Chinese Hui Muslims protest mosque demolition in Weizhou

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Originally published by Deutsche Welle on August 10, 2018

The grand mosque in remote northern China was slated to be demolished, according to local officials who said it had not been granted proper permits. A rare protest has been held to save the building.

Local sources said a sit-in protest by hundreds of ethnic Hui Muslims took place on Friday to defend the huge new mosque, which was built last year in the northern region of Ningxia.

Protests are rare in China, and news of demonstrations are difficult to verify. Most reports come via unverified social media.

Weizhou officials last week gave the mosque management a deadline of Friday to demolish the building, as they said it had not received the proper permits before it was built. Otherwise it would be forcibly taken down.

A government proposal to replace the mosque’s nine Middle Eastern-style domes and four towering minarets with Chinese-style pagodas was apparently rejected by mosque representatives.

The English-language South China Morning Post reported on Friday that local authorities had agreed to delay the demolition until a reconstruction plan could be agreed with the mosque representatives.

The Hui Muslim community questioned why, if the necessary paperwork was absent, the two-year construction project had not been halted.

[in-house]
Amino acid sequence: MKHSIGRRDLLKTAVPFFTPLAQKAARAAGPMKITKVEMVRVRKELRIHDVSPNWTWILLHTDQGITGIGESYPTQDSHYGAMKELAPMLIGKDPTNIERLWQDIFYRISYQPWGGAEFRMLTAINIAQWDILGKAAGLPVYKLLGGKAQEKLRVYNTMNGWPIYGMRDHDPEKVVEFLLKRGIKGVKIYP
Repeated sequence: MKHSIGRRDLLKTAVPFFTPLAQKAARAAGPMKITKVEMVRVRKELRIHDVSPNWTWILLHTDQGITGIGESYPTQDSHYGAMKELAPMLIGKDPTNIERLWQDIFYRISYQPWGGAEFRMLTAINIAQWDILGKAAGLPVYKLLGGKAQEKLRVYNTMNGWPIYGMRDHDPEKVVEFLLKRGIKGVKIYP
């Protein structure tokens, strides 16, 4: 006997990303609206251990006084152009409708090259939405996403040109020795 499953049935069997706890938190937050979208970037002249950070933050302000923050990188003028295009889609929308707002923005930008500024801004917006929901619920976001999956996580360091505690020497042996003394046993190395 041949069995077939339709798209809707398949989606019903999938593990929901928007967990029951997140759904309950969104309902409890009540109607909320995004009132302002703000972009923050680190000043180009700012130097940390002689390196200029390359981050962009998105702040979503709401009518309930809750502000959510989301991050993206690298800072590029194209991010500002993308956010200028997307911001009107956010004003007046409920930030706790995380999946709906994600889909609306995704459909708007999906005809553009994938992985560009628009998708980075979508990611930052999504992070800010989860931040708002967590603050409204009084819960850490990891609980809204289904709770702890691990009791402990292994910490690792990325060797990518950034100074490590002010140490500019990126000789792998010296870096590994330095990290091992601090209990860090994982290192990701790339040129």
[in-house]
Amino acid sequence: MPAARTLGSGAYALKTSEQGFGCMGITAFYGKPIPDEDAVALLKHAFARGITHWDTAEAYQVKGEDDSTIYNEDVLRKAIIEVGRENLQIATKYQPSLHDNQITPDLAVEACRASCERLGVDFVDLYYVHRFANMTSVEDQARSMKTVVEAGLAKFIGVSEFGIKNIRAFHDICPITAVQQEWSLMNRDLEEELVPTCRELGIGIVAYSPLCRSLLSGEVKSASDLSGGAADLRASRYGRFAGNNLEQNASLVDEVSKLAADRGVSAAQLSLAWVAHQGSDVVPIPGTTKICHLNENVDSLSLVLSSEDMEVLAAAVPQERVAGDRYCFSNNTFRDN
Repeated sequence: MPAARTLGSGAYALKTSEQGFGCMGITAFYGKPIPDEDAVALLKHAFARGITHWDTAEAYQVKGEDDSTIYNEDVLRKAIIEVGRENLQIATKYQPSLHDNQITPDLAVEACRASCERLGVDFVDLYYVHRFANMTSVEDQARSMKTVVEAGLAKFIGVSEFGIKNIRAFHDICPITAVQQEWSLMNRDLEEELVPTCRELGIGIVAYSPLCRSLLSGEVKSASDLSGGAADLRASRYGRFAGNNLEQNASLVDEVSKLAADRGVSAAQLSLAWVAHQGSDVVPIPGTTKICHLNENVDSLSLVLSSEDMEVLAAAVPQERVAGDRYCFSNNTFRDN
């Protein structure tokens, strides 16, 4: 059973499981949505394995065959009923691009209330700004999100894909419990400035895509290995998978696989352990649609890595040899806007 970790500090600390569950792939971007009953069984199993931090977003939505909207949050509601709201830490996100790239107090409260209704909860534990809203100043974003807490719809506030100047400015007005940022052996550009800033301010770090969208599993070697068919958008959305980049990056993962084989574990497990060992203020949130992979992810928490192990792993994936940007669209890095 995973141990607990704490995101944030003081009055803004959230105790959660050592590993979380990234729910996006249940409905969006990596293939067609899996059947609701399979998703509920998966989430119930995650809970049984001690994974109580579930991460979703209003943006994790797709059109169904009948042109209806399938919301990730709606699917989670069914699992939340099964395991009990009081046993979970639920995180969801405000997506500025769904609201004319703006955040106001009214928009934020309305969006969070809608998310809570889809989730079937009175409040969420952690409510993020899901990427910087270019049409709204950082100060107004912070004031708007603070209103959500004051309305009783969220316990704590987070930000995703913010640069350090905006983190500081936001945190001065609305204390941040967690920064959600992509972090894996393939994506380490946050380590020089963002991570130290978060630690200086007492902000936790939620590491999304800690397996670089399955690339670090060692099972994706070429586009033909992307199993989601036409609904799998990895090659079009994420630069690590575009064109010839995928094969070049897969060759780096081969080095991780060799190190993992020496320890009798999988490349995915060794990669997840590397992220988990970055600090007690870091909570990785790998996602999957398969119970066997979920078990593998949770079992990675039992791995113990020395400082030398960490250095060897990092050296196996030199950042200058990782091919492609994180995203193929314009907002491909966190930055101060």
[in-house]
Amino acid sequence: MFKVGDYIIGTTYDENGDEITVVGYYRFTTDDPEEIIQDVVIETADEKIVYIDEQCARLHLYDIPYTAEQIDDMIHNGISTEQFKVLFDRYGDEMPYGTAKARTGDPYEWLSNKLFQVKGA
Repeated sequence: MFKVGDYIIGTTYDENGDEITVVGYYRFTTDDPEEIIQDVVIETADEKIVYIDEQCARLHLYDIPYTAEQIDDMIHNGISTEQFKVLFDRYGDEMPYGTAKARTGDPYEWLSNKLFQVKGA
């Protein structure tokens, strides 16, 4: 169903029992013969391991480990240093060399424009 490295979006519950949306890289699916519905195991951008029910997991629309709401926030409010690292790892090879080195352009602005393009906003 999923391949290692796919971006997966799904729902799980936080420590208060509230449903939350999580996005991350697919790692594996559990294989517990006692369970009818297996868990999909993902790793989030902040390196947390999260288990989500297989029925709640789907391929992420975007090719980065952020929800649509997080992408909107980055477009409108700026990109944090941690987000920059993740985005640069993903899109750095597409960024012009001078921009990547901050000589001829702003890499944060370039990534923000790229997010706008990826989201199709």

Sinicization of religion

While China guarantees freedom of religion, concerns over possible radicalization in Muslim areas has led to stricter controls on Islamic communities since 2015 under the Sinicization of religion. This aims to bring religious groups into line with Chinese culture and under the authority of the ruling Communist Party.

Measures have included a ban on religious education for young people in mosques, a silencing of the call to prayer over loudspeakers and eradication of Arab elements in mosques.

Targeting the Hui?

The Hui Muslims are largely integrated into the local Chinese, Han community. Most of them speak Mandarin, and the only sign of a difference is shown in the white caps and headscarves worn by some traditional Hui Muslims.

But in recent months, controls over the Hui Muslims appear to have been increased as the central government targets another Muslim group, the Uighurs who live in the far western region of Xinjiang and have a far more distinctive and visible culture.

The 11-million-strong Uighur population have found themselves subject to increased surveillance with checkpoints, security cameras, and armed patrols controlling their movements. Thousands of religious buildings have been destroyed.

There have been reports of secretive, re-education centers where the human rights group Chinese Human Rights Defenders say Uighur have been detained or forced to attend education sessions.

“Our findings show that, in the villages of Southern Xinjiang, about 660,000 rural residents of ethnic Uyghur background may have been taken away from their homes and detained in re-education camps, while another up to 1.3 million may have been forced to attend mandatory day or evening re-education sessions.”

The UN Committee on the Elimination of Racial Discrimination is to review China’s implementation of its international convention on Friday.


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